- The Washington Times - Tuesday, January 30, 2001

I was originally asked to review two new books about Federal Reserve Board Chairman Alan Greenspan several months ago. The press of election-related news prevented my getting to them as soon as I had hoped. But I am grateful for the delay, because the deterioration of economic conditions in the meantime has given me a different perspective than perhaps I might have had originally. The two books are "Maestro: Greenspan's Fed and American Boom" by Bob Woodward of The Washington Post and "Greenspan: The Man Behind the Money," by financial writer Justin Martin. When these two men decided to write their books, two or more years ago, the subject must have seemed like a no-brainer. Mr. Greenspan was widely hailed as a genius by almost everyone. The economy was growing like gangbusters, the stock market was soaring through the stratosphere, and it was easy to lay all these good things directly at his feet.

Today, the situation looks quite different. The formerly high-flying Nasdaq has fallen by more than half from its March peak, and many economic forecasters are saying that the economy has entered a recession. Almost everyone blames the Fed for at least triggering the downturn, even if they don't blame it for causing a completely unnecessary and avoidable destruction of several trillion dollars in wealth.

Reading the Woodward and Martin books with the benefit of this experience gives one a perspective that most of these books' earlier reviewers missed. In most cases, they simply used the opportunity to praise Mr. Greenspan once again for his all-knowing stewardship of the economy. A year ago, had someone suggested abolishing our republican form of government and installing Mr. Greenspan as king, I am sure that a significant percentage of Americans would have supported it.

The vote would be quite different now. Millions of Americans are poorer because of decisions Mr. Greenspan made, and in coming months many will find themselves in unemployment lines as well. Mr. Woodward's book, in particular, shows that this is part of a pattern and not an isolated example of Mr. Greenspan's modus operandi.

Mr. Woodward's book is thin on biographical detail, while Mr. Martin's is heavy. Individually, they present a one-dimensional view of Mr. Greenspan. Together, they give us about two-thirds of what we need to know. What is lacking, to complete the picture, is a solid academic review of the Greenspan Fed by an economist qualified to judge the actual performance of it as an institution, divorced from Mr. Greenspan.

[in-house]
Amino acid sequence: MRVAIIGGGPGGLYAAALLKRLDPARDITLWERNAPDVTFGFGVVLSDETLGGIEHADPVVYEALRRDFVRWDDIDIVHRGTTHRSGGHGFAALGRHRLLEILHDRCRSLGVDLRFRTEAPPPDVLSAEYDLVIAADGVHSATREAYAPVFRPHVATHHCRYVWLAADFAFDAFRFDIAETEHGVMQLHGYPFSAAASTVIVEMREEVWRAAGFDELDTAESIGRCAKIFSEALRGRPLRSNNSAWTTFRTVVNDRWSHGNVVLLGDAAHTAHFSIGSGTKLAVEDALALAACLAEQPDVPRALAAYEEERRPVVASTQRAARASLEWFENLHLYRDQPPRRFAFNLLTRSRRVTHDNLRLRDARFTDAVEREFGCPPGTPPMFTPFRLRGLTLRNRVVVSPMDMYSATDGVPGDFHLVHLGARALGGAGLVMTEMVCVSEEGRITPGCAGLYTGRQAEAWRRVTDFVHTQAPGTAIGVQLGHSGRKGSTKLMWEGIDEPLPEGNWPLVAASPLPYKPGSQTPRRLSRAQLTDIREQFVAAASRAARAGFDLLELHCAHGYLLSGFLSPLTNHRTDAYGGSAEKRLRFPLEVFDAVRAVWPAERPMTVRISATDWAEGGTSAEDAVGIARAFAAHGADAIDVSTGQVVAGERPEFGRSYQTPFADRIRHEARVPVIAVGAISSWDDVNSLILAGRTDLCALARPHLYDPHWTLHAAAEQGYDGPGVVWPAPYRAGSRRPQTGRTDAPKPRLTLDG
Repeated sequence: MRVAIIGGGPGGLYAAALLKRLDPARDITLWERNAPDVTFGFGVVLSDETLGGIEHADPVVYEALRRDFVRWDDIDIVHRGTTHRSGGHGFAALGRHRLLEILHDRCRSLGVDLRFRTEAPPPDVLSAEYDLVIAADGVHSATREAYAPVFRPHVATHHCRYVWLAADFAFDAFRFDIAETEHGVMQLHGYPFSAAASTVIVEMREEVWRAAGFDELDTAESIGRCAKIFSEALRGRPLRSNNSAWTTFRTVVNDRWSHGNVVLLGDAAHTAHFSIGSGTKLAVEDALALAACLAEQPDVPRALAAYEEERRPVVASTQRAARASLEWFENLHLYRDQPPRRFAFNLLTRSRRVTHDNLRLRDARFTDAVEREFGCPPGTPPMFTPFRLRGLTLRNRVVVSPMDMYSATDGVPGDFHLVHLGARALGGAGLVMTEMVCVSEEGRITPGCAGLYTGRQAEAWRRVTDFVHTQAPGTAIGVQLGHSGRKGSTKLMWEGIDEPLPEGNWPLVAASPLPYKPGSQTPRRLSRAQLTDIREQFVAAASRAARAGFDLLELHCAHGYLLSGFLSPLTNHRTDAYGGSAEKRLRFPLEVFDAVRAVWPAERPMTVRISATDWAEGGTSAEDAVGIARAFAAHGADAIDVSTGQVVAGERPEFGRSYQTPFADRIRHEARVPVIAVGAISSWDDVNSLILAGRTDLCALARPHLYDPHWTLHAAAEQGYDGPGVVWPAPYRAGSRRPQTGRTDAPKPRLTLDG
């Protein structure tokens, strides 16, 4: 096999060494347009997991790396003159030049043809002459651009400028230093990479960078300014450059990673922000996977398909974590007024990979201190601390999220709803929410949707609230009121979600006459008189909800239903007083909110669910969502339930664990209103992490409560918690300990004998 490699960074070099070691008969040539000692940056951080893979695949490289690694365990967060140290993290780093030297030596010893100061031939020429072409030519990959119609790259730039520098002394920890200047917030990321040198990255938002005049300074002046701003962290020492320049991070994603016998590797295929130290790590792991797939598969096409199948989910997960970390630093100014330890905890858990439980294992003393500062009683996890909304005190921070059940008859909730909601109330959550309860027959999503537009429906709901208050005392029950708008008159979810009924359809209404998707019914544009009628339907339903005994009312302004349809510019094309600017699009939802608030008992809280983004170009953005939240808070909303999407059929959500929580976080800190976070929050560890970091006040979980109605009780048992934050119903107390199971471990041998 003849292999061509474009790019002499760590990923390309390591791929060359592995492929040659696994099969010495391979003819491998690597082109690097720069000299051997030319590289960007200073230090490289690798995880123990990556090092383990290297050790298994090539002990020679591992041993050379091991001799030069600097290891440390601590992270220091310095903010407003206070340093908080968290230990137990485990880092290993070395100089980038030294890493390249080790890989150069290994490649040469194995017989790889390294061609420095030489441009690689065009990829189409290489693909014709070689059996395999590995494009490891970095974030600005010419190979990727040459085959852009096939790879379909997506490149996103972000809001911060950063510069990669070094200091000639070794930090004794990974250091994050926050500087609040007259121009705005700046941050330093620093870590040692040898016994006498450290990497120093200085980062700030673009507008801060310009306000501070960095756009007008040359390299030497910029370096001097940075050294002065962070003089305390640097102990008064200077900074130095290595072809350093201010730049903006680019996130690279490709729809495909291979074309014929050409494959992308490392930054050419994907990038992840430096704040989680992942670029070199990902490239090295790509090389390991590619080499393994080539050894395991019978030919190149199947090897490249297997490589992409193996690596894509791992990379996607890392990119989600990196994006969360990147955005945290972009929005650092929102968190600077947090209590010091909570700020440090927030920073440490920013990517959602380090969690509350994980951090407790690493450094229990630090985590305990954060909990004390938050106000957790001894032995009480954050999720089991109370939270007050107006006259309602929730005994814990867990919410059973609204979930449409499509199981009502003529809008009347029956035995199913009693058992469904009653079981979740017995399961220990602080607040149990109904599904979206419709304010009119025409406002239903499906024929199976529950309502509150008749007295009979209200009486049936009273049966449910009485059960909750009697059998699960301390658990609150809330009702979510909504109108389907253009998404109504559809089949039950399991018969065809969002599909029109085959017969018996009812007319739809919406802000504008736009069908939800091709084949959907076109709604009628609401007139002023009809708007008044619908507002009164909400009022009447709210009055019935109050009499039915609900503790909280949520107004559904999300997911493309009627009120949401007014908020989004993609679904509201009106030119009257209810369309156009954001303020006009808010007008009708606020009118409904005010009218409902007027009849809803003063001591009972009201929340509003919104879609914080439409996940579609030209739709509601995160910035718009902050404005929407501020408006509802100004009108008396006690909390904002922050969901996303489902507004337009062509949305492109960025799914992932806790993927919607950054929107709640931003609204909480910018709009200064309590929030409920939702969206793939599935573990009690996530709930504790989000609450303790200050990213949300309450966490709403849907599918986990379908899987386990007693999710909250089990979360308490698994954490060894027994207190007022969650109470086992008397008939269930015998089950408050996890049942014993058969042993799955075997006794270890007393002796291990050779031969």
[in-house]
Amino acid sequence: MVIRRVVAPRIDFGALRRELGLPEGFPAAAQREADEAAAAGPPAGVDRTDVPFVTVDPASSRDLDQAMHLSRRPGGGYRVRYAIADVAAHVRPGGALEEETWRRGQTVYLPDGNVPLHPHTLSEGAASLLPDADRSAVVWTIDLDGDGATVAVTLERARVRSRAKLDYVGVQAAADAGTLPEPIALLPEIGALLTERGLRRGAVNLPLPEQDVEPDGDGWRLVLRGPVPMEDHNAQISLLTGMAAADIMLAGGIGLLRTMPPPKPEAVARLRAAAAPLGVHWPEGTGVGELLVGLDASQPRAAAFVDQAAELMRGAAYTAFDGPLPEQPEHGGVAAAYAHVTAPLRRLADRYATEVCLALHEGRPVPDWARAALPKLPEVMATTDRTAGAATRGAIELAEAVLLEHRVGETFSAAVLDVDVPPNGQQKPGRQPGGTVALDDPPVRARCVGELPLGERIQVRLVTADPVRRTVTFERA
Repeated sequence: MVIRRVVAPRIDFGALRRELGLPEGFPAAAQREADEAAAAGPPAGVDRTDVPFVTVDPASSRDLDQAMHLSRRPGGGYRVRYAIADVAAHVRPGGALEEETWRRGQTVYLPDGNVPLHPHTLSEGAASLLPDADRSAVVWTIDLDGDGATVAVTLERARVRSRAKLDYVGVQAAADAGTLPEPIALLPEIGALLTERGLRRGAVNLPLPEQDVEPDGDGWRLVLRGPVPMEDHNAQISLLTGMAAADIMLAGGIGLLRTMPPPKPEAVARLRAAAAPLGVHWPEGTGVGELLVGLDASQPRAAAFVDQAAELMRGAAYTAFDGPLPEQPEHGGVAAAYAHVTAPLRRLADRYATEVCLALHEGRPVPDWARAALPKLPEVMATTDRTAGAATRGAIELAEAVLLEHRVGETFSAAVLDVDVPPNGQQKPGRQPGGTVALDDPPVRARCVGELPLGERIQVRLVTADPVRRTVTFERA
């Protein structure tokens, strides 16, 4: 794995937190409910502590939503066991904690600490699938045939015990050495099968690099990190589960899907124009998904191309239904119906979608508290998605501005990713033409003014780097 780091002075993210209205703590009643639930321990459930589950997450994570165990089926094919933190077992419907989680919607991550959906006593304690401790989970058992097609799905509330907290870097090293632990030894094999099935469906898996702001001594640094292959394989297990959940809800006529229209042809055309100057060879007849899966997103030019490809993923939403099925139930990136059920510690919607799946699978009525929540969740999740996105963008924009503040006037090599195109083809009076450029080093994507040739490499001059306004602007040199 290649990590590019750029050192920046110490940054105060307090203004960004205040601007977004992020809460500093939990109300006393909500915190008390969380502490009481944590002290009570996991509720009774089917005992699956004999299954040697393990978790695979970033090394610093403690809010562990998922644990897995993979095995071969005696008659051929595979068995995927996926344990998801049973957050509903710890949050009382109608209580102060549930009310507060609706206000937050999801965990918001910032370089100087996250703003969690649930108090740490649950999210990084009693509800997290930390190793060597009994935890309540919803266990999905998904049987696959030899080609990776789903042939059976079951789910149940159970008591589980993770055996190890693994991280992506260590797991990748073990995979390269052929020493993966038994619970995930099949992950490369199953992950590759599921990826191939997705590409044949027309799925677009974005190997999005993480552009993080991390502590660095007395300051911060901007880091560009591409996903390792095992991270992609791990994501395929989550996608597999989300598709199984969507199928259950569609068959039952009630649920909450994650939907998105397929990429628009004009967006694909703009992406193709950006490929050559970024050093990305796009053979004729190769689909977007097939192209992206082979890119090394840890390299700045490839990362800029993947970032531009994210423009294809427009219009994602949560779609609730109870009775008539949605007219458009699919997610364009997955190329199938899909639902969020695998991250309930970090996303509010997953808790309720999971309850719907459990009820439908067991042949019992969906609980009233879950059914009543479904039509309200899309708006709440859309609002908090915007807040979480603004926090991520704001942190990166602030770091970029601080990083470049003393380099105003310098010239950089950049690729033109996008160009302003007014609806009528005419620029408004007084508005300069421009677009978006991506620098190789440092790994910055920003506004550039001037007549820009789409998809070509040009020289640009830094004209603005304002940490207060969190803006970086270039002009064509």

Mr. Woodward begins with Mr. Greenspan's appointment to the Fed chairmanship in 1987 by President Ronald Reagan. In his patented style, he gives us many direct quotations from participants in intimate meetings where only two or three people were present, and all apparently are gifted with total recall. Everything is framed in a highly political and personal context. Ideas and principles essentially count for nothing.

Thus, in Mr. Woodward's telling of the Greenspan story, it is all a personal triumph of a single great man, who did what had to be done regardless of the consequences. Virtually everyone else in Mr. Woodward's story line is a pygmy, concerned only with selfish considerations divorced from the greater good.

The truth is much more complex. It is clear from a simple reading of the economic history that Mr. Greenspan has made huge mistakes on more than one occasion. Although he does not say so, it is apparent from Mr. Woodward's history that Mr. Greenspan brought on the stock market crashes of 1987 and 1989 by ill-timed monetary tightenings. And he clearly had no clue about what was going on in 1990 and 1991, when a monetary-induced recession and anemic recovery caused the defeat of President George H.W. Bush in 1992.

Mr. Woodward's focus on detail causes him to miss the big picture. Larger forces are absent and people do what they do simply because they are inherently good or bad. Mr. Martin's book tries to fill the gap by attempting to tell us where Mr. Greenspan's ideas came from. He focuses heavily on cult figure Ayn Rand, the libertarian novelist with whom Mr. Greenspan was closely associated in the 1950s and 1960s. However, Mr. Martin makes it plain, as does Mr. Woodward, that there is really no meaningful connection between Rand's often eccentric philosophical views and Mr. Greenspan's operational actions at the Federal Reserve. It is interesting, but not relevant for analytical purposes.

In the end, neither book helps very much in explaining why Mr. Greenspan did what he did in the past or what he might do in the future. I was left feeling that these books might be useful additions to some monetary economist's library, but they really tell investors and policy-makers nothing particularly valuable. They are worth reading solely for enjoyment, not enlightenment.


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